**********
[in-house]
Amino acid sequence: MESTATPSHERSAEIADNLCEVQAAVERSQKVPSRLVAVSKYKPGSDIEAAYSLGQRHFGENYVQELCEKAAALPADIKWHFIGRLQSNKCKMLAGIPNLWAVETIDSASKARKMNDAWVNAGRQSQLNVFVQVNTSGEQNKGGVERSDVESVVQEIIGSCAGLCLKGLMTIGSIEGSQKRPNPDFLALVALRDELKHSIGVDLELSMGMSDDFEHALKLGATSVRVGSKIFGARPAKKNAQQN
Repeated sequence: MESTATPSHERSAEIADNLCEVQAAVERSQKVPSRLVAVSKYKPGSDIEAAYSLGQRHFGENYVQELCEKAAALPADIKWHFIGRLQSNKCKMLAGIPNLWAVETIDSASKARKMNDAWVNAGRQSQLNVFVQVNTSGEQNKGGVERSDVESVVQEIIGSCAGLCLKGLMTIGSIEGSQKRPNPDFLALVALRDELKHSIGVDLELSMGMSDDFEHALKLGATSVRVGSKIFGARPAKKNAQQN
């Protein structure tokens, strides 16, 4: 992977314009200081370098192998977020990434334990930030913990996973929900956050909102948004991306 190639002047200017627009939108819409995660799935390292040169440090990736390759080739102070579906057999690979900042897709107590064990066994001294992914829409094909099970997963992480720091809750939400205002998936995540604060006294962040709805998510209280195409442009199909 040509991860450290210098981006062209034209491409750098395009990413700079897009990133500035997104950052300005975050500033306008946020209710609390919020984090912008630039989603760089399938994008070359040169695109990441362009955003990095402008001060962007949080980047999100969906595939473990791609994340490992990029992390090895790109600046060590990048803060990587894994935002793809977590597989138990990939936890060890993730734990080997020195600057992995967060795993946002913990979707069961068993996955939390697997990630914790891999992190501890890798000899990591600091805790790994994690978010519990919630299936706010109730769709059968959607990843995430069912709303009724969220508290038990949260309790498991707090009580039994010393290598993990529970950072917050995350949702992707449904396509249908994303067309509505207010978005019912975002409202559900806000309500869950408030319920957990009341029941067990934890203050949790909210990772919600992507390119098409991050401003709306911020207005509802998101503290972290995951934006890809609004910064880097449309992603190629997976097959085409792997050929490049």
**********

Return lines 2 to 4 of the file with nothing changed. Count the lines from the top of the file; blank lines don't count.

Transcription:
Amino acid sequence: MESTATPSHERSAEIADNLCEVQAAVERSQKVPSRLVAVSKYKPGSDIEAAYSLGQRHFGENYVQELCEKAAALPADIKWHFIGRLQSNKCKMLAGIPNLWAVETIDSASKARKMNDAWVNAGRQSQLNVFVQVNTSGEQNKGGVERSDVESVVQEIIGSCAGLCLKGLMTIGSIEGSQKRPNPDFLALVALRDELKHSIGVDLELSMGMSDDFEHALKLGATSVRVGSKIFGARPAKKNAQQN
Repeated sequence: MESTATPSHERSAEIADNLCEVQAAVERSQKVPSRLVAVSKYKPGSDIEAAYSLGQRHFGENYVQELCEKAAALPADIKWHFIGRLQSNKCKMLAGIPNLWAVETIDSASKARKMNDAWVNAGRQSQLNVFVQVNTSGEQNKGGVERSDVESVVQEIIGSCAGLCLKGLMTIGSIEGSQKRPNPDFLALVALRDELKHSIGVDLELSMGMSDDFEHALKLGATSVRVGSKIFGARPAKKNAQQN
């Protein structure tokens, strides 16, 4: 992977314009200081370098192998977020990434334990930030913990996973929900956050909102948004991306 190639002047200017627009939108819409995660799935390292040169440090990736390759080739102070579906057999690979900042897709107590064990066994001294992914829409094909099970997963992480720091809750939400205002998936995540604060006294962040709805998510209280195409442009199909 040509991860450290210098981006062209034209491409750098395009990413700079897009990133500035997104950052300005975050500033306008946020209710609390919020984090912008630039989603760089399938994008070359040169695109990441362009955003990095402008001060962007949080980047999100969906595939473990791609994340490992990029992390090895790109600046060590990048803060990587894994935002793809977590597989138990990939936890060890993730734990080997020195600057992995967060795993946002913990979707069961068993996955939390697997990630914790891999992190501890890798000899990591600091805790790994994690978010519990919630299936706010109730769709059968959607990843995430069912709303009724969220508290038990949260309790498991707090009580039994010393290598993990529970950072917050995350949702992707449904396509249908994303067309509505207010978005019912975002409202559900806000309500869950408030319920957990009341029941067990934890203050949790909210990772919600992507390119098409991050401003709306911020207005509802998101503290972290995951934006890809609004910064880097449309992603190629997976097959085409792997050929490049």